Background: On 4 October 1992, a cargo aircraft crashed into apartment buildings in Amsterdam, the Netherlands. Fire-fighters and police officers assisted with the rescue work.
Objectives: To examine the long term health complaints in rescue workers exposed to a disaster.
Methods: A historical cohort study was performed among police officers (n = 834) and fire-fighters (n = 334) who performed at least one disaster related task and reference groups of their non-exposed colleagues (n = 634 and n = 194, respectively). The main outcome measures included digestive, cardiovascular, musculoskeletal, nervous system, airway, skin, post-traumatic stress, fatigue, and general mental health complaints; haematological and biochemical laboratory values; and urinalysis outcomes.
Results: Police officers and fire-fighters who were professionally exposed to a disaster reported more physical and mental health complaints, compared to the reference groups. No clinically relevant statistically significant differences in laboratory outcomes were found.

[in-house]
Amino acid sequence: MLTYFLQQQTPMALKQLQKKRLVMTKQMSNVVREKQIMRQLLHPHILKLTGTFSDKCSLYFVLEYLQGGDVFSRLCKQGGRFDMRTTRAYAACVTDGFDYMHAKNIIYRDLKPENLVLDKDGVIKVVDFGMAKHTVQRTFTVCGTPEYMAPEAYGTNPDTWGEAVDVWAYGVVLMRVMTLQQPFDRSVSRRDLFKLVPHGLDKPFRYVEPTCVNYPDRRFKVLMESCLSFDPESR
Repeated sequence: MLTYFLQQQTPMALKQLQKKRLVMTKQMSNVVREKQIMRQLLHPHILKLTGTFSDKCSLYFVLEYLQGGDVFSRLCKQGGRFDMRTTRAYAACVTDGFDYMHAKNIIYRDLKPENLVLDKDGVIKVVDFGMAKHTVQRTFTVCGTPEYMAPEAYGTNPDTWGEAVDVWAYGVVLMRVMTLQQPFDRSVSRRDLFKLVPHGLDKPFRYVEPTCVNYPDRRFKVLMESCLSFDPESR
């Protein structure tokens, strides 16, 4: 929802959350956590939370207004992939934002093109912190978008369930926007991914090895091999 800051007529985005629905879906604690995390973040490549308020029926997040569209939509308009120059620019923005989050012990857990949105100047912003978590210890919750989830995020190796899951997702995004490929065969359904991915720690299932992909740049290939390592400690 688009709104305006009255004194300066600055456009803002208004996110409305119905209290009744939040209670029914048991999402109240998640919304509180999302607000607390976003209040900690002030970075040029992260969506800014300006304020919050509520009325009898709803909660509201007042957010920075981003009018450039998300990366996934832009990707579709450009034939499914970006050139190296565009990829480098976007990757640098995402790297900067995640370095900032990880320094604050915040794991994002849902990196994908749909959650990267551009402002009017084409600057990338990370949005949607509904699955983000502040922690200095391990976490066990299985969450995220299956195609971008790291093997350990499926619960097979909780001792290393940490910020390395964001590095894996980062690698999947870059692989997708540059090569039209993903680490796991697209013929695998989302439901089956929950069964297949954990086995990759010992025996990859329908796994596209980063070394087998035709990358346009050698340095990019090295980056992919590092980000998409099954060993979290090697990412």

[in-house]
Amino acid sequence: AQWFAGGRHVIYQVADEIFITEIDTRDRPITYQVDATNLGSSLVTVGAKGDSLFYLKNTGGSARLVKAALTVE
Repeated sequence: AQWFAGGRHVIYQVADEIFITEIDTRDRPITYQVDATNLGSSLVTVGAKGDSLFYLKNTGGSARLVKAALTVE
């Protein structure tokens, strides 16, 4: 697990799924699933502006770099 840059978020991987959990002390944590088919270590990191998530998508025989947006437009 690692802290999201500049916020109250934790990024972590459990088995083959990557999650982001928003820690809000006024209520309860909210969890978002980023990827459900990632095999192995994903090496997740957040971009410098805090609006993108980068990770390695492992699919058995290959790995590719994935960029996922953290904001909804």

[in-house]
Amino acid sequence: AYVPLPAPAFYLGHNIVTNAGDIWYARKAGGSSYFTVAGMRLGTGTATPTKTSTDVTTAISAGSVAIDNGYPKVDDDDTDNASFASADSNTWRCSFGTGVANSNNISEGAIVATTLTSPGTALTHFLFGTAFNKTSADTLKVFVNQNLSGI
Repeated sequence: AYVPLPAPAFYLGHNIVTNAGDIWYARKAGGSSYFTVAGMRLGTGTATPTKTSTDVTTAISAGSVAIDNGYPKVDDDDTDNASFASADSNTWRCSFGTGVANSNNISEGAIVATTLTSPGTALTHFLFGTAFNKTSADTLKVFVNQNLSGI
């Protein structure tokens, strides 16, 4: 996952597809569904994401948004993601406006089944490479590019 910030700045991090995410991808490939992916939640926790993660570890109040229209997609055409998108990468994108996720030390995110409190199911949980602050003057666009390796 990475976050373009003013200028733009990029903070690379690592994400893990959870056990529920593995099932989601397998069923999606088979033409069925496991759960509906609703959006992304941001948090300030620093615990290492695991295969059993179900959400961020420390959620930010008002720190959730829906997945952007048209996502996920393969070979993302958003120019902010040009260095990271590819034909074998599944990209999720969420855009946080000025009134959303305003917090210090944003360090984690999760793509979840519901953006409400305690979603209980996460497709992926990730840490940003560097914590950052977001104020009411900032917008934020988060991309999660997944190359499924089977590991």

Conclusions: This study is the first to examine long term health complaints in a large sample of rescue workers exposed to a disaster in comparison to reference groups of non-exposed colleagues. Findings show that even in the long term, and in the absence of laboratory abnormalities, rescue workers report more health complaints.
- health effects
- rescue workers
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Published Online First 27 April 2006
Funding: the study was funded by the Ministry of Health, Welfare and Sports, the City of Amsterdam, the regional police force Amsterdam-Amstelland, and KLM Royal Dutch Airlines
Competing interests: none
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